Unit

UNIT 20.8 Carcinoembryonic Antigen Transgenic Mouse Models for Immunotherapy and Development of Cancer Vaccines

  1. Malaya Bhattacharya-Chatterjee1,
  2. Asim Saha1,
  3. Kenneth A. Foon2,
  4. Sunil K. Chatterjee1

Published Online: 1 FEB 2008

DOI: 10.1002/0471142735.im2008s80

Current Protocols in Immunology

Current Protocols in Immunology

How to Cite

Bhattacharya-Chatterjee, M., Saha, A., Foon, K. A. and Chatterjee, S. K. 2008. Carcinoembryonic Antigen Transgenic Mouse Models for Immunotherapy and Development of Cancer Vaccines. Current Protocols in Immunology. 80:20.8:20.8.1–20.8.12.

Author Information

  1. 1

    University of Cincinnati Medical Center, Cincinnati, Ohio

  2. 2

    University of Pittsburgh Cancer Institute, Pittsburgh, Pennsylvania

Publication History

  1. Published Online: 1 FEB 2008
  2. Published Print: FEB 2008

Abstract

The goal of cancer therapy remains as the long-term eradication of tumor cells without adverse effects on normal tissue. Conventional approaches utilizing chemotherapy and radiotherapy are limited by both their toxicity and lack of specificity. In recent years, investigators have carried out several studies designed to evaluate whether human tumor-associated antigens (TAAs) can be exploited as targets for immunotherapy, specifically for human cancer vaccine development. A major limitation in immunotherapy studies of human cancer is the general lack of appropriate preclinical models. Clinical studies can be difficult to implement, particularly when a clear understanding of the potential efficacy, limitation, and safety of an immunotherapeutic strategy is not available from relevant animal investigations. However, mice carrying a transgene for a human tumor self-antigen may provide a more acceptable experimental model in which knowledge about immunotherapeutic strategies aiming at the TAA of interest can be enhanced prior to initiating clinical trials. Since the different strategies in experimental immunotherapy of cancer have been directed to activate different immune system components, a variety of transgenic mouse models have been generated expressing either TAA, human leukocyte antigen (HLA), oncogene, or immune effector cell molecules. These models may serve as an excellent platform for the identification of novel targets for immunotherapy as well as to evaluate the efficacy of targeted therapies and will lead to the development of clinical trials for cancer patients. In this unit, a brief overview of the generation and study of different vaccine approaches in carcinoembryonic antigen (CEA) transgenic mouse models and the experimental findings in mouse models that spontaneously develop gastrointestinal tumors and express the CEA transgene is provided. Curr. Protoc. Immunol. 80:20.8.1-20.8.12. © 2008 by John Wiley & Sons, Inc.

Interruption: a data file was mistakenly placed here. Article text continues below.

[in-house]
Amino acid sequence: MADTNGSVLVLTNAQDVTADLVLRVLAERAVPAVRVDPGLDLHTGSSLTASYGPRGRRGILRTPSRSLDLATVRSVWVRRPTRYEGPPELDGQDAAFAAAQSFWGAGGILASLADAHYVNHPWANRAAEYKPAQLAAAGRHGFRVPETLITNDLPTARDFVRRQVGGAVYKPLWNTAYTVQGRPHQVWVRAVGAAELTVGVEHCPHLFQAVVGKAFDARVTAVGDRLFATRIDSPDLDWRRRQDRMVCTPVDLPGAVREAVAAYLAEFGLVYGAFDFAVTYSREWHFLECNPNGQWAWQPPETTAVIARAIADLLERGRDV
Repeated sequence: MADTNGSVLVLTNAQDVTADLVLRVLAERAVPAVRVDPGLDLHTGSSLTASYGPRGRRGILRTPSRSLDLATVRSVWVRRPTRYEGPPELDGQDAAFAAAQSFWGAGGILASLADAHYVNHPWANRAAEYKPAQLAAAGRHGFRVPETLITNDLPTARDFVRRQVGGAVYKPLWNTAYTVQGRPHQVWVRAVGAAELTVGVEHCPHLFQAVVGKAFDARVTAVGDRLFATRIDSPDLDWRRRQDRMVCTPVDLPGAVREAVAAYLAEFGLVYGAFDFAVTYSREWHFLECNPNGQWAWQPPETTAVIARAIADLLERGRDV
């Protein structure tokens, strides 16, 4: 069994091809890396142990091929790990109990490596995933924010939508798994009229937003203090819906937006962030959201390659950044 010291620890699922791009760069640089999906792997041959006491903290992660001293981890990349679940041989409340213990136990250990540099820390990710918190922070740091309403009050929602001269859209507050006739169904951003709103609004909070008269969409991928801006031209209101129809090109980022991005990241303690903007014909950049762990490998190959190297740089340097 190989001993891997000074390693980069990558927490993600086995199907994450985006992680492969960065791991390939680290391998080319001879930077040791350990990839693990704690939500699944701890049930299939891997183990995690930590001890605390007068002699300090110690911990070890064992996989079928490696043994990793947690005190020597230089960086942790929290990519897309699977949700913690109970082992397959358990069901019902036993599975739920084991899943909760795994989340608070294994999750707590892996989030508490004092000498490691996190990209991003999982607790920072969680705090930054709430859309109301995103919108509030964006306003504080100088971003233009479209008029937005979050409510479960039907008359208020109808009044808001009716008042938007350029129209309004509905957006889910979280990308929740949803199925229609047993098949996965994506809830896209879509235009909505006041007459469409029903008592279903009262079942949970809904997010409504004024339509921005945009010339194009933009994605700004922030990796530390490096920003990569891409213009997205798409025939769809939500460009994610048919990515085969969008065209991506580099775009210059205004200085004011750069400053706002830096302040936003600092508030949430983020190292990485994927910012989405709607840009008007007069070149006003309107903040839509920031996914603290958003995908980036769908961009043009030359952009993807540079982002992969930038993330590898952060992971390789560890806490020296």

Keywords:

  • immunotherapy;
  • cancer;
  • vaccines;
  • transgenic mouse model;
  • carcinoembryonic antigen